Comparing information about arm movement direction in single channels of local and epicortical field potentials from monkey and human motor cortex

Cortical field potentials have been used for decades in neurophysiological studies to probe spatio-temporal activity patterns of local populations of neurons. Recently, however, interest in these signals was spurred as they were proposed as potential control signals for neuronal motor prostheses, i.e., for devices fit to record and decode brain activity to restore motor functions in paralyzed patients. Little is known, however, about the functional significance of these cortical field potentials. Here we compared information about arm movement direction in two types of movement related cortical field potentials, obtained during a four direction center-out arm reaching paradigm: local field potentials (LFPs) recorded with intracortical micro-electrodes from monkey motor cortex, and epicortical field potentials (EFPs) recorded with macro-electrode arrays subdurally implanted on the surface of the human cerebral cortex. While monkey LFPs showed a typical sequence of positive and negative potential peaks, an initial negative peak was the most salient feature of human EFPs. Individual contralateral LFPs from the monkey motor cortex carried approximately twice as much decoded information (DI) about arm movement direction (median 0.27 bit) as did individual EFPs from the contralateral hand/arm area of primary motor cortex in humans (median 0.12 bit). This relation was similar to the relation between median peak signal-to-noise ratios for directional modulation of movement related potentials (MRPs) of both types of signals. We discuss possible reasons for the observed differences, amongst them epi- vs. intracortical recording and the different electrode dimensions used to measure EFPs and LFPs.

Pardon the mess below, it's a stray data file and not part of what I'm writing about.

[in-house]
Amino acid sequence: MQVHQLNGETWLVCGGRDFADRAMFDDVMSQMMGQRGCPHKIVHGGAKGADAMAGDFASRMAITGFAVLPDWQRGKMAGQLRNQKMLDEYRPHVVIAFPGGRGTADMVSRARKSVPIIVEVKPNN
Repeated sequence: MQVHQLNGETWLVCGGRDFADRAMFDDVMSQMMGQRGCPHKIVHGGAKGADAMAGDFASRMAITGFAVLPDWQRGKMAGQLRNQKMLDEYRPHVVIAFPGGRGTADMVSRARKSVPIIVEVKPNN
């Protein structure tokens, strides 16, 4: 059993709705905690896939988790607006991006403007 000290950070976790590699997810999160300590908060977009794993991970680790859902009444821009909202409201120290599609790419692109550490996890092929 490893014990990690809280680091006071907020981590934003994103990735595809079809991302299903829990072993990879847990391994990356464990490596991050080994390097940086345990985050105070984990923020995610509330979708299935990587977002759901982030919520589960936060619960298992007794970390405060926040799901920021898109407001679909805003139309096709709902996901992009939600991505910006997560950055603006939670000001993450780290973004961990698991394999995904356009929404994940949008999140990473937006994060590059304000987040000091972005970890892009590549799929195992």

Authors: Mehring C, Nawrot MP, de Oliveira SC, Vaadia E, Schulze-Bonhage A, Aertsen A, Ball T.
Year of publication: 2004
Journal: J Physiol Paris. 2004 Jul-Nov;98(4-6):498-506.

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“Working memory”